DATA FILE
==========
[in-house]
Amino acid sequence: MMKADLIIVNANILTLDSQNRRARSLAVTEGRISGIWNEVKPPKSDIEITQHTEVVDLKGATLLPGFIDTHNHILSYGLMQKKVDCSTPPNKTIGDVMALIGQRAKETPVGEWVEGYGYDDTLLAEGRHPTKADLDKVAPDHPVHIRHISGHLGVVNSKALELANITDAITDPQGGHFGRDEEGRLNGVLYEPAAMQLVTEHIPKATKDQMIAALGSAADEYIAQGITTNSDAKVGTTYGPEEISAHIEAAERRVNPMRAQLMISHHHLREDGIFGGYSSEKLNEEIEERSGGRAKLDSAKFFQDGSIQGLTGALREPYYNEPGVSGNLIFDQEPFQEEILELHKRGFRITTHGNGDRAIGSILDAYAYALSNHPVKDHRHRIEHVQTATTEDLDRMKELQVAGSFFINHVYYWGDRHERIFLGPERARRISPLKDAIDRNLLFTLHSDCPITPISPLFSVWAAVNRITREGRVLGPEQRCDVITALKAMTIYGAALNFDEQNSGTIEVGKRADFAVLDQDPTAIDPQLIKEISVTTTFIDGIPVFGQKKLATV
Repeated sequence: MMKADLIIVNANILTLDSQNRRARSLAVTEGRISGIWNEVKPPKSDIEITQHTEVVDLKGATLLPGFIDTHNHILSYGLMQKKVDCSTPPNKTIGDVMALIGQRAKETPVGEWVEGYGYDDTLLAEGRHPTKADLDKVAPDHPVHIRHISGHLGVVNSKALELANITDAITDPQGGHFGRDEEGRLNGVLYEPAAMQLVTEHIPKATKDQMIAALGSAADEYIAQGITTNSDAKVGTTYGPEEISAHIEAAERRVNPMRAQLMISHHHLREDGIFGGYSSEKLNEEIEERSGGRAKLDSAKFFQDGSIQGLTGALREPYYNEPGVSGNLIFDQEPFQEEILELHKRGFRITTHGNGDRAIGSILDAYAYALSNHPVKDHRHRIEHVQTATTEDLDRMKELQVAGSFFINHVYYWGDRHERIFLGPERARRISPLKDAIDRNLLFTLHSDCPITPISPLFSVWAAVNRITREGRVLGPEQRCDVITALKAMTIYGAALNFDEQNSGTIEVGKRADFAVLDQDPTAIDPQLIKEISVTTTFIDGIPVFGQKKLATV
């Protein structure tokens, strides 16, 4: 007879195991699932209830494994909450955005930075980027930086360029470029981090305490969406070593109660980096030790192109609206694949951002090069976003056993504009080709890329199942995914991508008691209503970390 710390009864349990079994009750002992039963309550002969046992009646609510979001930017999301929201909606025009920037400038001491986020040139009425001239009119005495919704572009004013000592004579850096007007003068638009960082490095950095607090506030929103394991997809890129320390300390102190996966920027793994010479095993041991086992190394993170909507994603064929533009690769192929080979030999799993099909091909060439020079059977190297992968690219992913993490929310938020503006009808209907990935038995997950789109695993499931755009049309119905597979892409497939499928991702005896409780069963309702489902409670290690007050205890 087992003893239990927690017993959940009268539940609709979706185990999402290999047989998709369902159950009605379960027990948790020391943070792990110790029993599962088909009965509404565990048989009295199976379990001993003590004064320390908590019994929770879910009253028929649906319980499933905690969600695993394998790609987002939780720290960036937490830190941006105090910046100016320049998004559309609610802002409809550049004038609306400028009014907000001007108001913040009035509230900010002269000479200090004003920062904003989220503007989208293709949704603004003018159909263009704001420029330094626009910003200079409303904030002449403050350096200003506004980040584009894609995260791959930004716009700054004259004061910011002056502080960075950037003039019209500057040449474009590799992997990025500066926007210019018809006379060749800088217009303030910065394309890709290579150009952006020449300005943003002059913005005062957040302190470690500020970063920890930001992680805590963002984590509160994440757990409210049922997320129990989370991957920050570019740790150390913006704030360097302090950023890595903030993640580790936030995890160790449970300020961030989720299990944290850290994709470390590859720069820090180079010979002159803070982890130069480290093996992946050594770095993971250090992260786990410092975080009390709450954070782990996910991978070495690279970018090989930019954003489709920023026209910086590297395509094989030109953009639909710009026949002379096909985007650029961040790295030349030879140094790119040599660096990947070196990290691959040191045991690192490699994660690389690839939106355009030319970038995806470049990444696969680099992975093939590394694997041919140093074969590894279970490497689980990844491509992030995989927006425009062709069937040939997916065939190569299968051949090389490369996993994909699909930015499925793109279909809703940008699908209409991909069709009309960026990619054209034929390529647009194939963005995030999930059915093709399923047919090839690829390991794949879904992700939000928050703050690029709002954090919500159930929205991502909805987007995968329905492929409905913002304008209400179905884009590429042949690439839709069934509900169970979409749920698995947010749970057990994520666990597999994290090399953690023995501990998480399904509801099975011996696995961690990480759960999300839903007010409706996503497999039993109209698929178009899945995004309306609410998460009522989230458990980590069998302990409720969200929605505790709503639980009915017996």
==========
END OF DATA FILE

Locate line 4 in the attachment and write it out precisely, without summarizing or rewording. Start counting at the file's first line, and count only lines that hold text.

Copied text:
């Protein structure tokens, strides 16, 4: 007879195991699932209830494994909450955005930075980027930086360029470029981090305490969406070593109660980096030790192109609206694949951002090069976003056993504009080709890329199942995914991508008691209503970390 710390009864349990079994009750002992039963309550002969046992009646609510979001930017999301929201909606025009920037400038001491986020040139009425001239009119005495919704572009004013000592004579850096007007003068638009960082490095950095607090506030929103394991997809890129320390300390102190996966920027793994010479095993041991086992190394993170909507994603064929533009690769192929080979030999799993099909091909060439020079059977190297992968690219992913993490929310938020503006009808209907990935038995997950789109695993499931755009049309119905597979892409497939499928991702005896409780069963309702489902409670290690007050205890 087992003893239990927690017993959940009268539940609709979706185990999402290999047989998709369902159950009605379960027990948790020391943070792990110790029993599962088909009965509404565990048989009295199976379990001993003590004064320390908590019994929770879910009253028929649906319980499933905690969600695993394998790609987002939780720290960036937490830190941006105090910046100016320049998004559309609610802002409809550049004038609306400028009014907000001007108001913040009035509230900010002269000479200090004003920062904003989220503007989208293709949704603004003018159909263009704001420029330094626009910003200079409303904030002449403050350096200003506004980040584009894609995260791959930004716009700054004259004061910011002056502080960075950037003039019209500057040449474009590799992997990025500066926007210019018809006379060749800088217009303030910065394309890709290579150009952006020449300005943003002059913005005062957040302190470690500020970063920890930001992680805590963002984590509160994440757990409210049922997320129990989370991957920050570019740790150390913006704030360097302090950023890595903030993640580790936030995890160790449970300020961030989720299990944290850290994709470390590859720069820090180079010979002159803070982890130069480290093996992946050594770095993971250090992260786990410092975080009390709450954070782990996910991978070495690279970018090989930019954003489709920023026209910086590297395509094989030109953009639909710009026949002379096909985007650029961040790295030349030879140094790119040599660096990947070196990290691959040191045991690192490699994660690389690839939106355009030319970038995806470049990444696969680099992975093939590394694997041919140093074969590894279970490497689980990844491509992030995989927006425009062709069937040939997916065939190569299968051949090389490369996993994909699909930015499925793109279909809703940008699908209409991909069709009309960026990619054209034929390529647009194939963005995030999930059915093709399923047919090839690829390991794949879904992700939000928050703050690029709002954090919500159930929205991502909805987007995968329905492929409905913002304008209400179905884009590429042949690439839709069934509900169970979409749920698995947010749970057990994520666990597999994290090399953690023995501990998480399904509801099975011996696995961690990480759960999300839903007010409706996503497999039993109209698929178009899945995004309306609410998460009522989230458990980590069998302990409720969200929605505790709503639980009915017996």